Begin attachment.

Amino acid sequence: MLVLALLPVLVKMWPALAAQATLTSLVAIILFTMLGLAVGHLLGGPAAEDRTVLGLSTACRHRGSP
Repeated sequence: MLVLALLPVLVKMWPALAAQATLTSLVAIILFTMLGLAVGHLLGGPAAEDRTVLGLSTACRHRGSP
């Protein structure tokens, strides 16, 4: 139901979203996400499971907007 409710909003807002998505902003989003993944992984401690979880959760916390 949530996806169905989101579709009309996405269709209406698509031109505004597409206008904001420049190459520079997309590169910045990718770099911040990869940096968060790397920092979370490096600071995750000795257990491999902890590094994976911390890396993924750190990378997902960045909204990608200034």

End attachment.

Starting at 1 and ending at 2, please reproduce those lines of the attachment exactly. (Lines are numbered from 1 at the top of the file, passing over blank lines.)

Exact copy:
Amino acid sequence: MLVLALLPVLVKMWPALAAQATLTSLVAIILFTMLGLAVGHLLGGPAAEDRTVLGLSTACRHRGSP
Repeated sequence: MLVLALLPVLVKMWPALAAQATLTSLVAIILFTMLGLAVGHLLGGPAAEDRTVLGLSTACRHRGSP